Dental Care For Kids: The 5 Most Common Myths about Child Teeth Care

mother and daughter brushing teeth
mother and daughter brushing teeth

Dental Care For Kids: 5 Common Myths About Kid’s Teeth

If you’re a parent, you need to properly care for your children’s teeth. There are some common myths out there we’re dispelling here for your family’s health.

Your child’s perception of and attitude toward dental hygiene starts early, and can affect them the rest of their life. Dental care for kids is important, and often misunderstood.

Cove Dental is here to help.

But, do you know what good dental habits are for your kids? Here are the top five common misconceptions about what’s happening in your child’s mouth.

1. Fruit does a body good, and your teeth, too. Right?

Everyone knows that fruit is good for you. It’s an important source of vitamin C, potassium and other things your body needs. But, it’s also high in sugar! While fruit in moderation is part of a healthy diet, here are some things to keep in mind:

  • The sugar and acids in the fruit will continue to eat away at your child’s teeth (and your own!), for up to thirty minutes after eating. This is especially true if the fruit was eaten by itself as a snack.
  • Dried fruit can be worse than chocolate. At least as far as your teeth are concerned. Snacks like raisins can cling to tooth surfaces much longer than a chocolate treat, and continue eating away at the enamel.
  • Fruit juice is just as bad as fizzy soft drinks, in terms of both sugar and acid. Some acids in fruits can be as harsh as battery acid. Having a juice box always at the ready is an easy choice, but it isn’t always a healthy choice for your child’s teeth.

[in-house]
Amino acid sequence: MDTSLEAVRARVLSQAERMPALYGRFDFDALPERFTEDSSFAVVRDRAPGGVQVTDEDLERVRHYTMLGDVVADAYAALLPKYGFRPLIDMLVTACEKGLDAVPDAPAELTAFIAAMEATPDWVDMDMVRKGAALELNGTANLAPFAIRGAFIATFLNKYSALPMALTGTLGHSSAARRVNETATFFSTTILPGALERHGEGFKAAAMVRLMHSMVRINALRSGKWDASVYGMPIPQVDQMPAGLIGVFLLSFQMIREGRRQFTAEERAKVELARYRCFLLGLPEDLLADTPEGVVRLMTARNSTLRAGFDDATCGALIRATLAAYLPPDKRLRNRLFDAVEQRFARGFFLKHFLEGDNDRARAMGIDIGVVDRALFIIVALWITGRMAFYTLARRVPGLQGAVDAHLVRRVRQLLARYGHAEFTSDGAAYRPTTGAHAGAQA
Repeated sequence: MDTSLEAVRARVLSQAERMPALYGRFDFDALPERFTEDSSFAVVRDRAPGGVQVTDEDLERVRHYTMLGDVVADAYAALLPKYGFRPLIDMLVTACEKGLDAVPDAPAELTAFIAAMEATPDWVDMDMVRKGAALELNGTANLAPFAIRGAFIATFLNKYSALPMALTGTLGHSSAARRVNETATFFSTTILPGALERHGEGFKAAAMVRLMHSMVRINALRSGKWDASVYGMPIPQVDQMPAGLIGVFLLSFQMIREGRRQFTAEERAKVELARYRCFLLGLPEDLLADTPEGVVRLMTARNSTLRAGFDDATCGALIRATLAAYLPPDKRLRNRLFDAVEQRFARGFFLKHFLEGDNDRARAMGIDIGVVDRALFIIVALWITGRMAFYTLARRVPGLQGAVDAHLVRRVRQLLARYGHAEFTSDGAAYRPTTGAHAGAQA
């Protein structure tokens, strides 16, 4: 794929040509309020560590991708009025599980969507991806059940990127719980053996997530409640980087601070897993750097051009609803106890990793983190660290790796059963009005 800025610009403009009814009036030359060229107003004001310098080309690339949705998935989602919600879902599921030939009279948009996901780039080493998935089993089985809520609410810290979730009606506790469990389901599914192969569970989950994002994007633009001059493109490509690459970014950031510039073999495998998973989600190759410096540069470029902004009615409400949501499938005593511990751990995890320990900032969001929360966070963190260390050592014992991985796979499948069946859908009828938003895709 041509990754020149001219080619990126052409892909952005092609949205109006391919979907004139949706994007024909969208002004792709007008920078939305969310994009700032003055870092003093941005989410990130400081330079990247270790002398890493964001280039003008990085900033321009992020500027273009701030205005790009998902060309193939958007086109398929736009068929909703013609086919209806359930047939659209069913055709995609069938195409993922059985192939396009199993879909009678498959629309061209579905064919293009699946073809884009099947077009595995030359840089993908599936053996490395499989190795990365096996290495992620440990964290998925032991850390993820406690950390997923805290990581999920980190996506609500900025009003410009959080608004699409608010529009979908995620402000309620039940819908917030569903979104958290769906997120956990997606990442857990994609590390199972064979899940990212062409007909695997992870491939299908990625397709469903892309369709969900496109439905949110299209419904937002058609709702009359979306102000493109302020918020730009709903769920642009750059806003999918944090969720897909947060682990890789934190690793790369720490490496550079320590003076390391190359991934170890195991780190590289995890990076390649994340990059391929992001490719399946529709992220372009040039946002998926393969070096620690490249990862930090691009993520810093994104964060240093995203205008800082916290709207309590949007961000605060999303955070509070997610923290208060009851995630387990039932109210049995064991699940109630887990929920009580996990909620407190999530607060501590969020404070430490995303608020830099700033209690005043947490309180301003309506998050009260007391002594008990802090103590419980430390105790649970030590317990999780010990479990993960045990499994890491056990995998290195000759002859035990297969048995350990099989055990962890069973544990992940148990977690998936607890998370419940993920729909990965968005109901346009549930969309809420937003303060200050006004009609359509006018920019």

But, fruit snacks should be ok if my child brushes immediately afterward, right?

No. The folks at Mayo Clinic even suggest waiting to brush up to 30 minutes after eating, especially acidic foods. Your tooth enamel is temporarily weakened, and you could do more harm than good.

2. Water is water and is still OK even with a sugar-free flavoring.

It’s easy to grab a bottle of water at the grocery store or even a thirty pack at a big box chain. It’s just water, right? Fluoride is an important component of tap water, and something your child may be missing out on if you regularly reach for a bottle instead of a glass.

Many parents say that their kids balk at drinking just plain water, so they add fruit flavorings. This is the same problem created by fruit juice  (even if the flavoring is sugar-free). Your child’s teeth are awash in artificial chemicals and colorings, all doing harm to sensitive surfaces.

Don’t forget the fluoride toothpaste, either. For a little one under 3 years of age, a bit of toothpaste the size of a grain of rice is enough. Kids over 3, pea-sized is plenty! Some popular brands even have kid’s toothpaste flavors other than mint, to help encourage letting it stick around.

And unlike having a drink of water to rinse away a sugary treat, toothpaste shouldn’t be rinsed away after brushing. It leaves behind some additional fluoride protection, so hold the rinse cup!